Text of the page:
A physical Kanban board for many teams

As part of our ongoing Show Us Your Agile Cards campaign Joern Bock, the VP of AOE, the leading provider of Enterprise Open Source web solutions, gave us a sneak peak of an impressive board and shared some Kanban experience behind it.

A few words of comment from Joern:

The board in the picture is a Kanban board as we used it back in 2010. We were trying to solve the problem of scaling and load-balancing via Kanban at that time and the board was being used by about 20-30 developers, representing several teams. We had separate lanes for all support issues and dedicated, project-related lanes. Specific tickets were being marked by the needed experience, such as front-end, deployment, TYPO3 etc. (we did a lot of TYPO3 back then).

The board represents a typical Kanban following the simple rules „from top to bottom and from right to left“. But we had a handful of special rules as well. For instance, there was no limit per column (state) as it would be expected in a typical Kanban. We had a limit per column and lane – you can spot the little red numbers in the image. Depending on the number of people who where assigned to a project or lane we could modify the limits. Another little thing we introduced was that every ticket had a sticker indicating the number of the week during which it had appeared in our backlog. This way we had a simplified cycle time for every ticket visible on the board.

We also established a process which we refered to as pre-backlog management. Every PO working with the board had his own project-related pre-backlog. Once a week we had a meeting called backlog grooming. During this meeting all of the involved POs would decide which ticket would make it onto the „real“ board backlog, basing on the ticket's business value. For that we had a first iterations-kind-of backlog system: there was a backlog A and backlog B and we were switching between the backlogs every 10 working days. The PO grooming happened only on the „non-active“ backlog. At the same time the "active" backlog would be secured against grooming, so that the dev guys would have a chance to empty it. As an exception, the POs would be allowed to switch backlog A and B tickets before the official "non-active" & "active" backlog switching only if the tickets were of the same size. It may sound complicated, but worked for us.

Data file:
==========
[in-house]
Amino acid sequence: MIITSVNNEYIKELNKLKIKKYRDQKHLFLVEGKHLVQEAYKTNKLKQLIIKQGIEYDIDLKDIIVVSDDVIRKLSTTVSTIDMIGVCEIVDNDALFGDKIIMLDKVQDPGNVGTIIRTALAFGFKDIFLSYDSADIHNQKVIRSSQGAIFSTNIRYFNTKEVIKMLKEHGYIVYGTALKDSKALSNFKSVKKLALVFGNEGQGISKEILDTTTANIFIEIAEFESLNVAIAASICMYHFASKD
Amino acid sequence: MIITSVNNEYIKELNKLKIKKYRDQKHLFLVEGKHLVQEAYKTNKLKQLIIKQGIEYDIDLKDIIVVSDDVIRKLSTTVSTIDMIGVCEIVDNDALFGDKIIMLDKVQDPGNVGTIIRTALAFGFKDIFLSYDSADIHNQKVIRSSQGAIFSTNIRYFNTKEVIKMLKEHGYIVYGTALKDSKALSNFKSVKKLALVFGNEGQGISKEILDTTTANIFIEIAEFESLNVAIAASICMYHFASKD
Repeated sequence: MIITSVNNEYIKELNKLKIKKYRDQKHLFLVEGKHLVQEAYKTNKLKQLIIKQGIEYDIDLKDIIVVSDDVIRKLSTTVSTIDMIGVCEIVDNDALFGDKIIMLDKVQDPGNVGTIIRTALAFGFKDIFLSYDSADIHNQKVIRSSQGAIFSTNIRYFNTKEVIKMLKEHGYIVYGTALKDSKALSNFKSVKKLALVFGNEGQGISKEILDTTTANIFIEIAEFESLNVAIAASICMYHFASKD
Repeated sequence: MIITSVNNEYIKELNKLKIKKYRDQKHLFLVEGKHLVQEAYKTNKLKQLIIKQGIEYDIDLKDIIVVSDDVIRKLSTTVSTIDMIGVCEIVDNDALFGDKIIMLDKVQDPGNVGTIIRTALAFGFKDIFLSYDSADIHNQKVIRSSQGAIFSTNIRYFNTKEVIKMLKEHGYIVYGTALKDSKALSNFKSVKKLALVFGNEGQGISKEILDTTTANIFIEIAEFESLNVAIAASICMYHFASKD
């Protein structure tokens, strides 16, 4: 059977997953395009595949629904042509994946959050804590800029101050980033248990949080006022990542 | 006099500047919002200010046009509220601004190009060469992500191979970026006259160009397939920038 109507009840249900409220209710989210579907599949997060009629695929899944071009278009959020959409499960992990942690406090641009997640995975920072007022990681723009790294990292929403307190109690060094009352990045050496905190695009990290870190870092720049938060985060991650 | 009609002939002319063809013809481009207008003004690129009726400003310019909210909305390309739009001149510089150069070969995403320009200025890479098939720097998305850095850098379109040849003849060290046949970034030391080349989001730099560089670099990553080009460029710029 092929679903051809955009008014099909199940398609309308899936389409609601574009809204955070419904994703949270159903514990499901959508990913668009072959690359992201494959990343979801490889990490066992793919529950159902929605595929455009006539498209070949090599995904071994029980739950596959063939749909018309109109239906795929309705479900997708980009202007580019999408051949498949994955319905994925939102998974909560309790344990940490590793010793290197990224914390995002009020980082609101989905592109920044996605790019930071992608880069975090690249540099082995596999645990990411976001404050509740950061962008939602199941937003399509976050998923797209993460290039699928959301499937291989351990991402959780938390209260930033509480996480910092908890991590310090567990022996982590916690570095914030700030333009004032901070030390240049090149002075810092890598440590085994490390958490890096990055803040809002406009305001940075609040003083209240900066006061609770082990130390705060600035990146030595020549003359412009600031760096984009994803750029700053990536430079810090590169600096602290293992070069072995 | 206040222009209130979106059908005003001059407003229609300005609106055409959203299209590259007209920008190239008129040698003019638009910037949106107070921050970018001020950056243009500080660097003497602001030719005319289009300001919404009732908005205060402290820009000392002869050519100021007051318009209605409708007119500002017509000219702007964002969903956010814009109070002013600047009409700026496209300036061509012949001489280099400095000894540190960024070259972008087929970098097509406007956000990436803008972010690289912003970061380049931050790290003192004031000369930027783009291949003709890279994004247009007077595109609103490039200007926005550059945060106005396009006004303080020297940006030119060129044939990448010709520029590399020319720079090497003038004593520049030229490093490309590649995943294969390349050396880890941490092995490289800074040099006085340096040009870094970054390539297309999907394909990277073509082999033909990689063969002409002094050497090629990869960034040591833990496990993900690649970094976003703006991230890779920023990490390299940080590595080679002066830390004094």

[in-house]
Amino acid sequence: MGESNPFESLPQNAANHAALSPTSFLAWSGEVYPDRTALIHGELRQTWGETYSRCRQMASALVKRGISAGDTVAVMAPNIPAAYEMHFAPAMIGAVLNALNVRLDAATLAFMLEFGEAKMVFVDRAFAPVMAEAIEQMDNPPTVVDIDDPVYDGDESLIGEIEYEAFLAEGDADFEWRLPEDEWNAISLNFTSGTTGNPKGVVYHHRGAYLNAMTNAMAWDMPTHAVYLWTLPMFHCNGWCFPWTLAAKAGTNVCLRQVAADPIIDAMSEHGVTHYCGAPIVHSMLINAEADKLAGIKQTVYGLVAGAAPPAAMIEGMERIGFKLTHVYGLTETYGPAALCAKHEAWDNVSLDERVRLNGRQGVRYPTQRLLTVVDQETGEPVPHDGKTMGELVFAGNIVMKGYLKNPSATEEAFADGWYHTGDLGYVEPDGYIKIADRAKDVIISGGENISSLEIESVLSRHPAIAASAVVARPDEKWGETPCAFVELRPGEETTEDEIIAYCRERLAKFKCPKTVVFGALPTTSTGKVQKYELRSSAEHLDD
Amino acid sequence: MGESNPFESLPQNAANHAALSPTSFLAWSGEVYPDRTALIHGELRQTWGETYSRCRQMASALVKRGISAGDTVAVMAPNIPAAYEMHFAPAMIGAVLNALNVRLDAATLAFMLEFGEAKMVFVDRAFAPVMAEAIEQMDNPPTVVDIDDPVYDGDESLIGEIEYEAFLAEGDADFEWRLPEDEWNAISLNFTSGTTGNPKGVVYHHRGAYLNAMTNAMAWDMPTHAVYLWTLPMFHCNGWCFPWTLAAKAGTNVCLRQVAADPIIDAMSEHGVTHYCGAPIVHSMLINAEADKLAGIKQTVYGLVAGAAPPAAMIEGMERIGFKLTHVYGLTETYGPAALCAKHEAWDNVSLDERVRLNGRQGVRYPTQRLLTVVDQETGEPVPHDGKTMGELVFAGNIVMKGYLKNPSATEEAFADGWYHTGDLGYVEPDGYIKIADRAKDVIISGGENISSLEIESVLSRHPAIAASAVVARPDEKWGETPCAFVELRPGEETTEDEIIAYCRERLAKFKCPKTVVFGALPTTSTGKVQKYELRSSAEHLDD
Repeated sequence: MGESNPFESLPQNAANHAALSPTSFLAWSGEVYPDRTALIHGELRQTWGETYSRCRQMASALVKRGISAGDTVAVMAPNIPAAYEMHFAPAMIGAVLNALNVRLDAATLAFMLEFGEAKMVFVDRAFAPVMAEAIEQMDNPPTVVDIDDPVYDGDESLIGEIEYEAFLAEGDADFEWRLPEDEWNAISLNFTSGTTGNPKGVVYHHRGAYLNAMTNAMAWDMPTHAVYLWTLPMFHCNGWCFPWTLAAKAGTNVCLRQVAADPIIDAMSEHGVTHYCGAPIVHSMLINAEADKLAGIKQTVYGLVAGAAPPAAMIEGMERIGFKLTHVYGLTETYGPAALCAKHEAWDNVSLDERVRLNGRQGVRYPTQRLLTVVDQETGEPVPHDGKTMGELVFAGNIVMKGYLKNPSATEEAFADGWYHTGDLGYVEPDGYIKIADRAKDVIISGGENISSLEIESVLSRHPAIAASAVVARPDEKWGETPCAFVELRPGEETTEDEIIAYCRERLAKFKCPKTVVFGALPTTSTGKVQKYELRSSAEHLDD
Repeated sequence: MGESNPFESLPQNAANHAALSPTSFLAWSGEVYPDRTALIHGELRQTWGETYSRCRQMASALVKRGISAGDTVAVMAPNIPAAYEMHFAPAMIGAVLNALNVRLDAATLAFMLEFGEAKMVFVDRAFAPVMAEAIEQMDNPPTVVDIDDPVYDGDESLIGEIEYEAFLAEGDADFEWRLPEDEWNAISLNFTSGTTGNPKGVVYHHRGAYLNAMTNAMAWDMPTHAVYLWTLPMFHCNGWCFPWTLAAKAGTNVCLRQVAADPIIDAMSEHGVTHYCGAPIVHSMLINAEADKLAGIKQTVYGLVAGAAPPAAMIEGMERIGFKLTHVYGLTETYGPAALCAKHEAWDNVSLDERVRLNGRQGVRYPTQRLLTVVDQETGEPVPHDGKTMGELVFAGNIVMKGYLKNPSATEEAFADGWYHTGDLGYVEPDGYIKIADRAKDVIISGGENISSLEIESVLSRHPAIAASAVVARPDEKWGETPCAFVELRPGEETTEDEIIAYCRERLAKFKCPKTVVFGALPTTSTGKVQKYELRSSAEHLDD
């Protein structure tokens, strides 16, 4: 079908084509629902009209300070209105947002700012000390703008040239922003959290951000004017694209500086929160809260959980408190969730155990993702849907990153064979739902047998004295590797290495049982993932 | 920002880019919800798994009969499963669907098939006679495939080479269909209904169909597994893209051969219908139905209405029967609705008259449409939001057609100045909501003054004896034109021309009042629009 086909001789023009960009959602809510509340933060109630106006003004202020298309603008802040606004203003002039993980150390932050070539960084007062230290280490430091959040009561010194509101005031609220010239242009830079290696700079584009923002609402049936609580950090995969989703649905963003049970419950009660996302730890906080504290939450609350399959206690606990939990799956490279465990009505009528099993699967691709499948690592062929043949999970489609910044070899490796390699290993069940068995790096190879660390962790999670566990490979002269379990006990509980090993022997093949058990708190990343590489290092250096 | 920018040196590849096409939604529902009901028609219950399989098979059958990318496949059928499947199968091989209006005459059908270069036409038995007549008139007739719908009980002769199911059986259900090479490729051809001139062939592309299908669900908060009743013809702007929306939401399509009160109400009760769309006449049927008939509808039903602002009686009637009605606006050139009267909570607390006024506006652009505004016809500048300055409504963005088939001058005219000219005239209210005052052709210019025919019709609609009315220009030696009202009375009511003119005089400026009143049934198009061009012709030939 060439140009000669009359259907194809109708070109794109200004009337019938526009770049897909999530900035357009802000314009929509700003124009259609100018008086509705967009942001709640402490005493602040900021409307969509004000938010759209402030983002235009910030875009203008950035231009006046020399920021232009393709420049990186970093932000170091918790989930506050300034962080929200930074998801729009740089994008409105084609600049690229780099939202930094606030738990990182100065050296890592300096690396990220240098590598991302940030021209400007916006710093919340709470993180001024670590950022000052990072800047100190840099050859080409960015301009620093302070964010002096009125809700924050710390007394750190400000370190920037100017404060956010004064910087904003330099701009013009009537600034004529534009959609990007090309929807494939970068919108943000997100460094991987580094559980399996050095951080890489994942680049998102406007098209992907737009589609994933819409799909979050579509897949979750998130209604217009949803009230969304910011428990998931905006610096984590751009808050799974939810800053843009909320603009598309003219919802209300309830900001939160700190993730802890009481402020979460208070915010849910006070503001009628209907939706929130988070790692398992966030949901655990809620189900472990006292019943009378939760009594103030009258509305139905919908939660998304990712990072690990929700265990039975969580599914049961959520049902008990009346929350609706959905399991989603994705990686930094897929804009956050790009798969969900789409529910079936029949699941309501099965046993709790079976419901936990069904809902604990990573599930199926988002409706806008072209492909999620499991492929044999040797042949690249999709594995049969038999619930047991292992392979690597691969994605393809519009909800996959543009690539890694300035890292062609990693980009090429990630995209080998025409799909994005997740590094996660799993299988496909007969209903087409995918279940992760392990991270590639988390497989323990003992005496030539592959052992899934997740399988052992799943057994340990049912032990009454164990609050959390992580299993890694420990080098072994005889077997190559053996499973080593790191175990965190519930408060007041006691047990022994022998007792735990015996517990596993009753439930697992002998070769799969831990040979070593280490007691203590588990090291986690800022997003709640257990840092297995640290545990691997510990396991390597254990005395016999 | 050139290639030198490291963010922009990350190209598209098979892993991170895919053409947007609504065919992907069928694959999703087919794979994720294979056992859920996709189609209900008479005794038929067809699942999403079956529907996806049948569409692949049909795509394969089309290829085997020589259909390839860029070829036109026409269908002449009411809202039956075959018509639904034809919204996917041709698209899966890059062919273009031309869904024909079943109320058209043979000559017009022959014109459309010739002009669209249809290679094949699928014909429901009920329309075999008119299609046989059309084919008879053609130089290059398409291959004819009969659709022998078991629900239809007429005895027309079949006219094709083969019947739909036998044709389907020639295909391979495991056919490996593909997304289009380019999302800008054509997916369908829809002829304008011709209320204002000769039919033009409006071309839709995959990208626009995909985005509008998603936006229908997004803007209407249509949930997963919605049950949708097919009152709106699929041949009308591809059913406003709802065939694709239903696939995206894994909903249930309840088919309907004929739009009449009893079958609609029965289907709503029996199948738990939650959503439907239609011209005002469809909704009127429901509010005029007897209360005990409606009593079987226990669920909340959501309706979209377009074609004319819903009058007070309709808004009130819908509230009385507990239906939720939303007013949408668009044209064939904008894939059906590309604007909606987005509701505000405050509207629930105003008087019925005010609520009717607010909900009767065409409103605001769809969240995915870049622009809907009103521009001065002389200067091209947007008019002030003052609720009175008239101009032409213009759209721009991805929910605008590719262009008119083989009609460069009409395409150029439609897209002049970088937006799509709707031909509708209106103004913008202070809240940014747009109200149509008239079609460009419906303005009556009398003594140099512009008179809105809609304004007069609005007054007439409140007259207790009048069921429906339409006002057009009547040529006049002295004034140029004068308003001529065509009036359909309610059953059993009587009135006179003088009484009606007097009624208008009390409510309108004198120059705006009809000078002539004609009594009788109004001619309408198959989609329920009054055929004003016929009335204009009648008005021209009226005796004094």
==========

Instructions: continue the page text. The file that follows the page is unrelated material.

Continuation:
In the past six years we had implemented Scrum and Kanban is hardly used in development teams at AOE anymore. This board dates back to 2010 and is a significant part of our experience gathered along the way from waterfall model to agile using Kanban and Scrum.

Joern Bock is the VP of AOE, focused on Project Management. Since the early 1990s, Joern has been involved in the creation, design and organization of interactive media projects. At AOE he has been largely responsible for the global project management operations. To this end, he is instrumental in continuously driving the use of agile development methods, such as Kanban, Scrum or Lean as part of an agile organization and a living agile corporate culture.

AOE, headquartered in Germany, is a leading service provider of Open Source Enterprise web solutions.

Join the community & give us some insight into how YOU combine digital tools and paper to make work easy and fun.

Show us your Agile Cards

Share your pro tips and get cool swag for you and your team. Or simply follow us on Twitter to hear about how other teams use Agile Cards.

This website, like many others, uses small files called cookies to help us provide social media features and to analyse our traffic.
You consent to our cookies if you continue to use this website.